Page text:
3. Irish Katie

    I hit the ‘Like’ button today … not because I like what is happening… but to show you my support.

    Now, have I exposed you yet to nerd Katie? List making Katie? No? Well … then that MUST be corrected … and yells out, “LIST TIME !!!”

    1) First – yahhhhh on the no blot clots. That is SUPER good news. Will there come a time when they make the decision that it was the tumor and you can stop the blood thinner and have the port removed for good and not have the octopus thingy?

    2a) In one of the comments nausea was mentioned … have you spoken to the onc yet? They will explain what will happen. I think everyone is different perhaps … but in general, first…blood work. Then they will do pre-meds. They likely will infuse anti-nausea meds in your IV. Then for me came the actual chemo infusion. You get sent home (or rather, your husband will likely go pick up the meds at the pharmacy) with meds for pain, nausea, stool softener (sorry…TMI), and likely lots of others. For me, they have me doing anti-anxiety meds too. (Yes, I am anxious as heck … but that is not really the reason for it. Apparently it helps make the anti-nausea meds work better or something like that.) And it seems the meds work fairly well. Again, as everyone knows…everyone is different. But it is not like how we heard about it when we were young.

    Oh, at the infusion center here on the first treatment they let you stay in a small private room. (It was SMALL!) … I think to help make it calmer for you? But there is also an area outside where others are getting their infusions. People talk, some read or sleep nod nods. But it looks out of windows too *smiles* … I will definitely ask the next time to be outside nod nods.

    And … *points to the list number. 2a? Nods … because the next number is …

    2b) Why still the #2? Errr, because this results from the same comment. Eating. I am sure your day of instructions tell you to eat normally. Nods. You should. Well…actually, check with your doctor…again, I have no idea what part varies. But I was told to eat. Even if I was not hungry. And perhaps bring small snacks too. And ice chips. NODS on ice chips.

    3) Agrees with you and Ricky on the hot pants. Not just because we are too old. Hot pants at any age is…. no. I have a daughter. NO FECKIN HOT PANTS.

    4) But … Lynda Carter has been well … errr … blessed. She should give us some. Damn-it.

    5) That photo of you and the pupper. OH. MY. GOD. I am in love with that photo. That is beyond cute. That and you are holding hands *smiles*

    6) My treatment is on a 3 week cycle. On Thursdays. So I think if I have this right, my next infusion (July 18th) is the same day as your 2nd week treatment. I was going to email you this week to ask when you were starting….and now I know. You will be okay Angela. *hugs*. The first one is scary because you just are not sure what will happen. It will be okay. *gentle smile* … but it is also okay to worry.

    7) I am actually done with my book-length, list comment. Ack! But, I figured I finish with a #7 because 7 is a lucky number *S*.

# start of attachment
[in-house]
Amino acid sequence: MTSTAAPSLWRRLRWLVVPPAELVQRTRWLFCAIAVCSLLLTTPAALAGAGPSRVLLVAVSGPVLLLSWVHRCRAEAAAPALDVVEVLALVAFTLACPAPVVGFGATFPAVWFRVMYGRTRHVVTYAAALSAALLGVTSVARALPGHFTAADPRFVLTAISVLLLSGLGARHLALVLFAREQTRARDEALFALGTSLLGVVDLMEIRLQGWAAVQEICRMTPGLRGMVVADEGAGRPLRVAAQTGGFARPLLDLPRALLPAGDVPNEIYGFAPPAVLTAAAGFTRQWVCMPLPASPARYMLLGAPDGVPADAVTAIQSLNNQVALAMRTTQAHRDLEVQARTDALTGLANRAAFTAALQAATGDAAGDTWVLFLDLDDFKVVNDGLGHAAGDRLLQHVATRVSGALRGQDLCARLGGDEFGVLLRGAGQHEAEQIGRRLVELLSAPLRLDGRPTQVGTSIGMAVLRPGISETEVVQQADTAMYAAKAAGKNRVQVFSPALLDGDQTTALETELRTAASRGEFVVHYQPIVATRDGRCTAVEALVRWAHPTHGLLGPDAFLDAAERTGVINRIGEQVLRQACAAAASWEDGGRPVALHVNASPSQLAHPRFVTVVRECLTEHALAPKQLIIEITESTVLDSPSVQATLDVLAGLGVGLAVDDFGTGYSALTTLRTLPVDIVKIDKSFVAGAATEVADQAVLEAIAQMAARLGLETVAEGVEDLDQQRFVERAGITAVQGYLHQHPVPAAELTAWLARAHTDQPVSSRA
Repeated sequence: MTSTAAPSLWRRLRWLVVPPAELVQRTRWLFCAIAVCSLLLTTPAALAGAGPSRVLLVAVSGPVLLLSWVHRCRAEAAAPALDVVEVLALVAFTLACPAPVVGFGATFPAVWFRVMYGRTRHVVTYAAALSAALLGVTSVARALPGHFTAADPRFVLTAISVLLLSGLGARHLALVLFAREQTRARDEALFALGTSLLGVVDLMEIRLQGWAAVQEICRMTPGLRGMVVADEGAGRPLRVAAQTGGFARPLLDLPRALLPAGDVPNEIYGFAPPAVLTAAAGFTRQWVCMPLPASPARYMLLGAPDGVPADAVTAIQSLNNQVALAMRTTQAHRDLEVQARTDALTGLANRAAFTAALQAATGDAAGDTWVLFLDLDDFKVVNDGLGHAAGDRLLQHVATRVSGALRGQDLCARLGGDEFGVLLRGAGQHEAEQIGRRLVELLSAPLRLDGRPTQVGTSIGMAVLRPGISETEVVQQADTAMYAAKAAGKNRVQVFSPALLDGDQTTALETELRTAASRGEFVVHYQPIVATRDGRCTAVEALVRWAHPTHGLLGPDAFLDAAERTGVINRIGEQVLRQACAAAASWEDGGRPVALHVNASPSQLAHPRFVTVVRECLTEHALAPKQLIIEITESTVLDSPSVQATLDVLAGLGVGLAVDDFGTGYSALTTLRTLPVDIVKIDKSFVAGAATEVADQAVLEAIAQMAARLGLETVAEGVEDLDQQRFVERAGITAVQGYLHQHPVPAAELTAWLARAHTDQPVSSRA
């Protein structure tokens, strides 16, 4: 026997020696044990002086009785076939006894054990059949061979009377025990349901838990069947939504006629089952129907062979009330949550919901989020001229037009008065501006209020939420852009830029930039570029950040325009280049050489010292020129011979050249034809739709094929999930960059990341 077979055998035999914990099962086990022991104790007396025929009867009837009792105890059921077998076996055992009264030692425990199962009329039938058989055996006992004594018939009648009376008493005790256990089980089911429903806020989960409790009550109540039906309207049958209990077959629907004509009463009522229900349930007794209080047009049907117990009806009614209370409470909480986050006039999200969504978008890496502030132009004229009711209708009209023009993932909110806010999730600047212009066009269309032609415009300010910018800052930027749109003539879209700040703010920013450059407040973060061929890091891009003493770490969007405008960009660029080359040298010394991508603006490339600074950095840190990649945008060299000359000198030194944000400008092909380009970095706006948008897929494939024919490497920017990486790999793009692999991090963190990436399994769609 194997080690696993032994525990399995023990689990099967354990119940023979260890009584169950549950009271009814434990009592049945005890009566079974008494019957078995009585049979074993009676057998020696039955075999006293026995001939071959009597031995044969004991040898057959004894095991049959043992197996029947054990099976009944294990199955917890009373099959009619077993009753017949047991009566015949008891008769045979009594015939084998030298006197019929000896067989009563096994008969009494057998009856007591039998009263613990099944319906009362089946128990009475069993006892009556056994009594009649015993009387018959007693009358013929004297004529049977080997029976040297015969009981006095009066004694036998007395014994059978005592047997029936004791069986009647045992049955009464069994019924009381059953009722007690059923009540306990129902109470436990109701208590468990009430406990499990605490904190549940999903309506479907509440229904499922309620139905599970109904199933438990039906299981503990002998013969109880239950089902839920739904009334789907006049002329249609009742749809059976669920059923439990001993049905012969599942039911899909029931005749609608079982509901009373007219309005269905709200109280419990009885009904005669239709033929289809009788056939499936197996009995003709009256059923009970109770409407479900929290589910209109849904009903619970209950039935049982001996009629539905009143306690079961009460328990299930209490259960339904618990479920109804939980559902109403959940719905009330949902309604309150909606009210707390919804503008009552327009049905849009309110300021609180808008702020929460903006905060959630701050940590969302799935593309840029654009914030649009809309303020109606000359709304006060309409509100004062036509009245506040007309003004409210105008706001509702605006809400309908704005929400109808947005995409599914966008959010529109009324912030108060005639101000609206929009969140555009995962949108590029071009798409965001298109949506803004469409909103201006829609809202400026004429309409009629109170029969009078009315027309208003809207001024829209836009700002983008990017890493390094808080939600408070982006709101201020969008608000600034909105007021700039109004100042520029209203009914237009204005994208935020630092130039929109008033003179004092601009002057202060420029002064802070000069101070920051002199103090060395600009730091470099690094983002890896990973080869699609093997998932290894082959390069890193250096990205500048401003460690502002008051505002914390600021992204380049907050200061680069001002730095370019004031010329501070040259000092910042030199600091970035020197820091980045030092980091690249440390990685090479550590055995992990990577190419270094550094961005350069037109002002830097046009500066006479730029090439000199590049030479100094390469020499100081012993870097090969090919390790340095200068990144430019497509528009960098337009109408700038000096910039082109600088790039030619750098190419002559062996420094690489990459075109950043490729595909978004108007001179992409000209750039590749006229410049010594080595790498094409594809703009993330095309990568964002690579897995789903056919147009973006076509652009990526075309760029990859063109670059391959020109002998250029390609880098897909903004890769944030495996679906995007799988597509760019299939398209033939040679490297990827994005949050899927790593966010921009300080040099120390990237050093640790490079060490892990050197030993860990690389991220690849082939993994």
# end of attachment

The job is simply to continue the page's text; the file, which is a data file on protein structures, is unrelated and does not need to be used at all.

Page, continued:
*and sends one more hug*

    • Mind Margins/Run Nature

      Thanks for all the tips, Katie. My mom and my daughter are both list makers, so I can appreciate this. I make lists, too, but I’m more scattered. The octopus thingy is coming out tomorrow. I have been on a blood thinner since surgery, which means a daily injection given by–who else?–yours truly. My husband said NO WAY was he giving it to me and my son’s girlfriend said she would if she had to. Giving myself an injection every morning is my least favorite part of the day. I have to stay on the blood thinner the entire duration of chemo, so four more months of injections.

      I already have two anti-nausea meds to take before my first chemo, and have also been told to eat even when I’m not hungry. This will be difficult for me. I’ve been told protein drinks and smoothies are good.

      I love that dog but she is a real pill when I do yoga. She will do anything for attention, so I had to hold her paw to get her to calm down. It worked.

      I will get my own private room for infusion, with TV, DVR, and a recliner. My Friday room will also have a bed because I will need to “roll back and forth” every ten minutes or so to move the chemicals around in my peritoneal cavity. We can bring food in, too, and I can have visitors, of course.

      I will email you if I have any questions. Thanks again, dear friend!

  4. When in New Places

    I just love that photo with you and your dog, I absolutely love it!
    I’m sending you all sorts of positive energy during this very uncertain time in your life. I’ll be sending you some extra come Thursday.
    I think the WW costume on the last day is a fantastic idea!! 🙂
    Much peace
    ~ ❤ Andrea

  5. Frank

    As already said, sailing into the fog is a great metaphor – and an anxious captain adds another layer of complexity. Be strong and stay positive …. and I’m glad to see the dog doing yoga!

  6. westerner54

    Oh, I’m late getting to this…but I was sending you lots of good thoughts yesterday as I sat on a beautiful prairie hilltop, and I’ll continue them today. I’ll also be glad to do some empathetic pizza and burger eating for you – already started, in fact!

  7. JustDeb

    Prayer out to you. Everything has been said above. I also like WW. My son sent me a frig magnet. I will think of when I see it.

  8. Our Life In 3D

    Fair well WW! I think I woul dhave went with the IV. That port thingy sounds lik eit is filled with too much gross feelings and thoughts. You are braver than I ! My thoughts continue to be with you! Thank you for sharing.